By now, you will have heard of the General Data Protection Regulation ("GDPR"). If you have been brushing it to one side, you should now bring it to centre stage. We have compiled a top 5 hitlist to help you with your preparations. As the UK Information Commissioner has said herself "the 25th of May is not the end, it's the beginning.
1. Know your business, know your data
You need to review your own policies, practices and processes to ensure they are compliant with GDPR requirements. You should document your review and identify your legal grounds for processing personal data in this way: what personal data do you collect and store; how do you use personal data; how long do you keep personal data for; and who do you share personal data with?
2. High risk - high volume
Any contract where you share high risk personal data, or where you share large volumes of personal data, should be prioritised for a review. There are mandatory provisions you must put in place in certain circumstances under GDPR. Some personal data will be more high risk than others - for example, medical data, biometric and genetic data, political opinions, racial origin etc. Business emails of business contacts, will be lower risk.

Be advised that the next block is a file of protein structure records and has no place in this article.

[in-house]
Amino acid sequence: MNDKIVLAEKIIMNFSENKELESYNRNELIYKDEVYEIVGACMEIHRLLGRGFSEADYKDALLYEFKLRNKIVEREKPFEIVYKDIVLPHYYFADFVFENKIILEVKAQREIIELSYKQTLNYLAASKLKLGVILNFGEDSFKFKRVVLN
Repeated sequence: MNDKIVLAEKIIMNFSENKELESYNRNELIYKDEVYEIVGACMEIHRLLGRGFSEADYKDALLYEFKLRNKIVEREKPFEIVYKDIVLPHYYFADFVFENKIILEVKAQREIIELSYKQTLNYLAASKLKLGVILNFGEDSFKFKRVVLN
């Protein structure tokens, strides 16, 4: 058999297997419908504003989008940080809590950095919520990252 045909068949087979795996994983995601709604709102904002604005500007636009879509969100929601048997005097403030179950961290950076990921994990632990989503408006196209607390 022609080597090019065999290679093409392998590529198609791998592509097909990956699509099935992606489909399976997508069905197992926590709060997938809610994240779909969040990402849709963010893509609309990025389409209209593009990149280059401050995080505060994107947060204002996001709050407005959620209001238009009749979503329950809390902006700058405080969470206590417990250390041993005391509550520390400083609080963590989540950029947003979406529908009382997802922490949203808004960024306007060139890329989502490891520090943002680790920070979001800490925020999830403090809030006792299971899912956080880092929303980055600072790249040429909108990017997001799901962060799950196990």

3. Who's said "no" – do you know?
Make sure your privacy notice is a clear reflection of how you use personal data in the business. There is specific information you must include in your privacy notice. You need to review your marketing databases and ensure you have the correct legal basis in place to continue sending marketing communication to these contacts. In some instances, this may mean consent. You might need to refresh your consents. You must ensure this process is correctly executed. The ICO has previously imposed fines on companies who have incorrectly contacted individuals. You should check: is consent needed; do you have a records of the necessary consents; and have you removed people from your marketing database if they have asked you not to contact them?
4. "Belt and braces" on
Review the security practices and policies you operate in the workplace. Do you give blanket access to staff members to all personal data the business holds? You should only be giving access to personal data on a need to know basis. You should also ensure that your systems are tested on a periodic basis to reveal any weaknesses which can then be remedied. This process should be documented. Review and delete personal data you no longer need – after all, you can't hack it, if you don’t have it.
5. "Get your house in order"
Your staff will need to receive training so they understand their own responsibilities and your policies and procesures. For example, they will need to be able to recognise and handle data subject requests including access requests and requests to restrict processing activities